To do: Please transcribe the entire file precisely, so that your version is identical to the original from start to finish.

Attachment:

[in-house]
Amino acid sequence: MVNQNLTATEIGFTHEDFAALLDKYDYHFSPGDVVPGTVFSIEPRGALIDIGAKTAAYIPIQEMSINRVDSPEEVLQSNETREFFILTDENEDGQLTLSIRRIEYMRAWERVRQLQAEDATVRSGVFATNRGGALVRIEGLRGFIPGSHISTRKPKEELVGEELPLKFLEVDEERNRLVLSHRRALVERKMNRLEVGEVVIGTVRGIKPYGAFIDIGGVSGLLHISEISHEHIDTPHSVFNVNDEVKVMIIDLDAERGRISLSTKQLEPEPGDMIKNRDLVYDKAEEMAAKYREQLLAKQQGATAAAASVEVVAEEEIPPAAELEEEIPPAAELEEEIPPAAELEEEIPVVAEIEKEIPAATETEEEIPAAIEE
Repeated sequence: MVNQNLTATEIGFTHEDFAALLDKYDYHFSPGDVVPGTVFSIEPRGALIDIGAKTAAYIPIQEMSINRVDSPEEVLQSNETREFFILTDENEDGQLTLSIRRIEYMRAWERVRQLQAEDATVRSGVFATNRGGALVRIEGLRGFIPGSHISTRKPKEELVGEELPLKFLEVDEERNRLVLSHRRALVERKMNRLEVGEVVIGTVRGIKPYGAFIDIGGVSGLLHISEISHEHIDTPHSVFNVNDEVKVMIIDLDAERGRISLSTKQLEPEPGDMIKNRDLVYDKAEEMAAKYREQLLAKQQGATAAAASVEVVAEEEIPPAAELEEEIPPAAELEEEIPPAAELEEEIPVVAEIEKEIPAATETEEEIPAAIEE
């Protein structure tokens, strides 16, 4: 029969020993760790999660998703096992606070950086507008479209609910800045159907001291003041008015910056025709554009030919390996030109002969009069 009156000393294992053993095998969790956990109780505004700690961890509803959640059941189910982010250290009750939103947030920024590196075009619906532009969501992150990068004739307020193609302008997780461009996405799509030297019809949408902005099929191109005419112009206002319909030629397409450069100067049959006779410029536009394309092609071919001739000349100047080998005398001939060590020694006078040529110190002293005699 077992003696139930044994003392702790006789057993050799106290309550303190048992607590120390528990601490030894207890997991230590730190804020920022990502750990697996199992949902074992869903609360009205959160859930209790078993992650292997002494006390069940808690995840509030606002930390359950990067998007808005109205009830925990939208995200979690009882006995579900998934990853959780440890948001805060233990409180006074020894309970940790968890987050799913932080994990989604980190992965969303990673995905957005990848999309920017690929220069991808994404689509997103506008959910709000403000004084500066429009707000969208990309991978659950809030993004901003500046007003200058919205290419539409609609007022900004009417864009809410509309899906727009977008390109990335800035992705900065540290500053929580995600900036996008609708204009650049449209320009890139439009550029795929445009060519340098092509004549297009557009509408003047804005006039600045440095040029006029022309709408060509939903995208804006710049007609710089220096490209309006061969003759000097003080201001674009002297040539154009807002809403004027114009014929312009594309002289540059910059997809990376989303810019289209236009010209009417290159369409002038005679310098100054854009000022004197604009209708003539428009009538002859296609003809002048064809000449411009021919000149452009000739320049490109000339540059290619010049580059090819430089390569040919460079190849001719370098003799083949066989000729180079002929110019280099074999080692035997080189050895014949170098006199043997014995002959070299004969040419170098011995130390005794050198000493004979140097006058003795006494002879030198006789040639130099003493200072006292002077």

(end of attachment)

[in-house]
Amino acid sequence: MVNQNLTATEIGFTHEDFAALLDKYDYHFSPGDVVPGTVFSIEPRGALIDIGAKTAAYIPIQEMSINRVDSPEEVLQSNETREFFILTDENEDGQLTLSIRRIEYMRAWERVRQLQAEDATVRSGVFATNRGGALVRIEGLRGFIPGSHISTRKPKEELVGEELPLKFLEVDEERNRLVLSHRRALVERKMNRLEVGEVVIGTVRGIKPYGAFIDIGGVSGLLHISEISHEHIDTPHSVFNVNDEVKVMIIDLDAERGRISLSTKQLEPEPGDMIKNRDLVYDKAEEMAAKYREQLLAKQQGATAAAASVEVVAEEEIPPAAELEEEIPPAAELEEEIPPAAELEEEIPVVAEIEKEIPAATETEEEIPAAIEE
Repeated sequence: MVNQNLTATEIGFTHEDFAALLDKYDYHFSPGDVVPGTVFSIEPRGALIDIGAKTAAYIPIQEMSINRVDSPEEVLQSNETREFFILTDENEDGQLTLSIRRIEYMRAWERVRQLQAEDATVRSGVFATNRGGALVRIEGLRGFIPGSHISTRKPKEELVGEELPLKFLEVDEERNRLVLSHRRALVERKMNRLEVGEVVIGTVRGIKPYGAFIDIGGVSGLLHISEISHEHIDTPHSVFNVNDEVKVMIIDLDAERGRISLSTKQLEPEPGDMIKNRDLVYDKAEEMAAKYREQLLAKQQGATAAAASVEVVAEEEIPPAAELEEEIPPAAELEEEIPPAAELEEEIPVVAEIEKEIPAATETEEEIPAAIEE
């Protein structure tokens, strides 16, 4: 029969020993760790999660998703096992606070950086507008479209609910800045159907001291003041008015910056025709554009030919390996030109002969009069 009156000393294992053993095998969790956990109780505004700690961890509803959640059941189910982010250290009750939103947030920024590196075009619906532009969501992150990068004739307020193609302008997780461009996405799509030297019809949408902005099929191109005419112009206002319909030629397409450069100067049959006779410029536009394309092609071919001739000349100047080998005398001939060590020694006078040529110190002293005699 077992003696139930044994003392702790006789057993050799106290309550303190048992607590120390528990601490030894207890997991230590730190804020920022990502750990697996199992949902074992869903609360009205959160859930209790078993992650292997002494006390069940808690995840509030606002930390359950990067998007808005109205009830925990939208995200979690009882006995579900998934990853959780440890948001805060233990409180006074020894309970940790968890987050799913932080994990989604980190992965969303990673995905957005990848999309920017690929220069991808994404689509997103506008959910709000403000004084500066429009707000969208990309991978659950809030993004901003500046007003200058919205290419539409609609007022900004009417864009809410509309899906727009977008390109990335800035992705900065540290500053929580995600900036996008609708204009650049449209320009890139439009550029795929445009060519340098092509004549297009557009509408003047804005006039600045440095040029006029022309709408060509939903995208804006710049007609710089220096490209309006061969003759000097003080201001674009002297040539154009807002809403004027114009014929312009594309002289540059910059997809990376989303810019289209236009010209009417290159369409002038005679310098100054854009000022004197604009209708003539428009009538002859296609003809002048064809000449411009021919000149452009000739320049490109000339540059290619010049580059090819430089390569040919460079190849001719370098003799083949066989000729180079002929110019280099074999080692035997080189050895014949170098006199043997014995002959070299004969040419170098011995130390005794050198000493004979140097006058003795006494002879030198006789040639130099003493200072006292002077």